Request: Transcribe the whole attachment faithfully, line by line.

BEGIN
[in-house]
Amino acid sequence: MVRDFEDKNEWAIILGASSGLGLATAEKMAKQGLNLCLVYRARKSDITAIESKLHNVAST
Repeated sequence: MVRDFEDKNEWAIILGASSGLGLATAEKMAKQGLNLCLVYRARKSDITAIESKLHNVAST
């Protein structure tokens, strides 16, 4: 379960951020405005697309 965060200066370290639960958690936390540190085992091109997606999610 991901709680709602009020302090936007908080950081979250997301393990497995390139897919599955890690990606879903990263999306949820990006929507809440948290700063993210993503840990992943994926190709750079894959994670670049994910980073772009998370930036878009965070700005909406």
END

[in-house]
Amino acid sequence: MVRDFEDKNEWAIILGASSGLGLATAEKMAKQGLNLCLVYRARKSDITAIESKLHNVAST
Repeated sequence: MVRDFEDKNEWAIILGASSGLGLATAEKMAKQGLNLCLVYRARKSDITAIESKLHNVAST
């Protein structure tokens, strides 16, 4: 379960951020405005697309 965060200066370290639960958690936390540190085992091109997606999610 991901709680709602009020302090936007908080950081979250997301393990497995390139897919599955890690990606879903990263999306949820990006929507809440948290700063993210993503840990992943994926190709750079894959994670670049994910980073772009998370930036878009965070700005909406």